Rotary Happenings: Longtime Rotarians share stories as part of focus on membership
Great Sanibel-Captiva Rotary Club meeting recently. Everyone seemed to be in a jovial mood and our traditional Happy Bucks ritual at the begin of our meetings just got a little more happy than usual. A spontaneous sharing of medical ailments went into a one-up-man-ship laughing fest. It was like a really good comedy show. Wished we had filmed it. They say, “Laughter is the best medicine,” let’s hope so because we certainly got a great big spoon full of sugar, along with a great dose of medicine.
Prior to becoming the new club president this year, Eldon Bohrofen held the important position of membership chair for, I think, the last three or four years. During his tenure, the club grew in membership from around 50 active members to 72 and has welcomed a number of new snowtarian visitors from up north to join us at our season meetings. A particularly important note here is that as our member count went up, our age average has gone down slightly.
Our members recently took a simple survey, asking for their analysis and opinions of club activities from fund raising to fellowship and how they feel about their connection to those activities and their engagement in Rotary overall. The survey came back and across-the-board the club is doing excellent in all areas. Not to rest on those laurels, our leadership team is aware that overall the club needs to engage all members on a meaningful level with a renewed focus on retention of our seasoned Rotarians. Membership is the life-blood of service organizations around the world. With the busy lives of people now, it is truly impressive that Rotary still is a meaningful global service organization.
A decline in membership in North America and an uptick throughout the rest of the globe has been noted for the last 10 years. The need for each of our state-side clubs to strengthen our membership numbers comes with a challenge of communicating the work we do throughout the world and how it benefits all mankind. Personal benefits are important too – meeting new friends, sharing your ideas on how to solve important problems facing the world, engaging in meaningful activities and the feeling of satisfaction from leaving a positive impact on the future of your family and planet.
With a focus on membership, so to speak, Bohrofen wanted to reintroduce a few of our longtime members to newer members through having them present classification talks regarding their professional lives and how they chose that eventual business path. At the recent meeting, talks were given by 14-year member Lee Almas, 33-year member Scot Congress and 29-year member Don Russell. I will try and give you a brief synopsis of their stories. One thing to start, each have had many twists and turns in their professional lives; two went from college to the family business, and one went from high school to work for Uncle Sam.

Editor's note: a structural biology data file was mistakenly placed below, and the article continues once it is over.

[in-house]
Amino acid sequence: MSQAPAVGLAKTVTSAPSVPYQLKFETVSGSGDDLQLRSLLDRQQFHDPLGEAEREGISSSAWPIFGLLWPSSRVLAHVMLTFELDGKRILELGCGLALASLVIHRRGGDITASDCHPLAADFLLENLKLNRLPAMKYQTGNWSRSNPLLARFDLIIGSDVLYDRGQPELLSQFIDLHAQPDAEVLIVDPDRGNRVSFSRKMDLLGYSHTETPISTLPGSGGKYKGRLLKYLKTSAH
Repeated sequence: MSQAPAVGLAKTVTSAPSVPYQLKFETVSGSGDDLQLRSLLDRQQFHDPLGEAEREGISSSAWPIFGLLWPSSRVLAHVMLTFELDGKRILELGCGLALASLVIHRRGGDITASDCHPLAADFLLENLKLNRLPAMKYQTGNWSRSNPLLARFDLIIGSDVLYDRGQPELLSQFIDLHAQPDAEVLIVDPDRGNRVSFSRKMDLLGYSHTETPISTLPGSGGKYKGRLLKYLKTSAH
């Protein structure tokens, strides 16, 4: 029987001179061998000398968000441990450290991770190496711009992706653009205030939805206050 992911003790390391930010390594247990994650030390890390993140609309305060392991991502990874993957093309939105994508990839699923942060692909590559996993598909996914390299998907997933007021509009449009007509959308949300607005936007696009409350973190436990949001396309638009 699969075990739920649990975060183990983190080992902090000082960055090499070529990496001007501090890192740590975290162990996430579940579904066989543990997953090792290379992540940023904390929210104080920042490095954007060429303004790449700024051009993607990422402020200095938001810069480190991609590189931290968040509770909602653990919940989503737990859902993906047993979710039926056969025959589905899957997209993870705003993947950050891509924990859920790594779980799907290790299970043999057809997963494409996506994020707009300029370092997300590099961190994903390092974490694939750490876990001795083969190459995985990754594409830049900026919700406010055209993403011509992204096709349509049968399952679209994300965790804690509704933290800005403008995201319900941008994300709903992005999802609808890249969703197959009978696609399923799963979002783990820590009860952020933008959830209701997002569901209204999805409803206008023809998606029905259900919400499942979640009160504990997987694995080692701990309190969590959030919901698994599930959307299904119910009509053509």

– Lee Almas, property management: Almas’ work history started part-time after high school in the family business, Almas Lumber Company in Cleveland, Ohio, learning the business from the bottom up. He graduated college, joined the full-time world at the company and helped an already successful business expand from selling wholesale lumber to large companies to running a construction company, property company, and cabinet and panel company. Almas was promoted to treasurer of the corporation but maybe that wasn’t the right place for him. He resigned and struck out on his own and held several jobs across the nation, some with construction components but others without. In 1977 when he found himself ready for another move, Almas came to join his father down here and help run a small motel. He later opened his own company with a partner in Cape Coral, supplying building trusses throughout Florida. Almas sold that and joined his eldest son in a construction company on Sanibel, Windward Development. After building many homes on island, his son moved to Texas to follow the boom and Almas downsized to a renovation business. Property management followed, and the rest is history.
– Scot Congress, retail jeweler: In 1981, the Congress family moved from Peoria, Illinois, to Southwest Florida. Although the Congresses were established in the jewelry industry up north, they took a different path on Sanibel. They bought a bike and boat rental business at the Casa Ybel Resort. Congress and his brother helped run the shop, working the beach, and somehow word got out that his father knew a lot about jewelry. It didn’t take long before the jewelry business was the way for the family to go again. They sold the beach gear rental business to Billy Kirkland and opened Congress Jewelers. Congress went off to college at the University of Florida, then returned to Sanibel and became actively involved at the store, which later expended five-store mini jewelry enterprise. In 2006, Congress Jewelers was sold to a public corporation but it was unsuccessful at running it. Congress bought the Sanibel store back and the rest is island history.
Check next week’s column for more!
For information about the Sanibel-Captiva Rotary Club, visit sanibelrotary.org or www.facebook.com/sancaprotary. The club meets every Friday at 7 a.m. at the Dunes Golf and Tennis Club, at 949 Sand Castle Road, Sanibel; visitors are welcome to attend.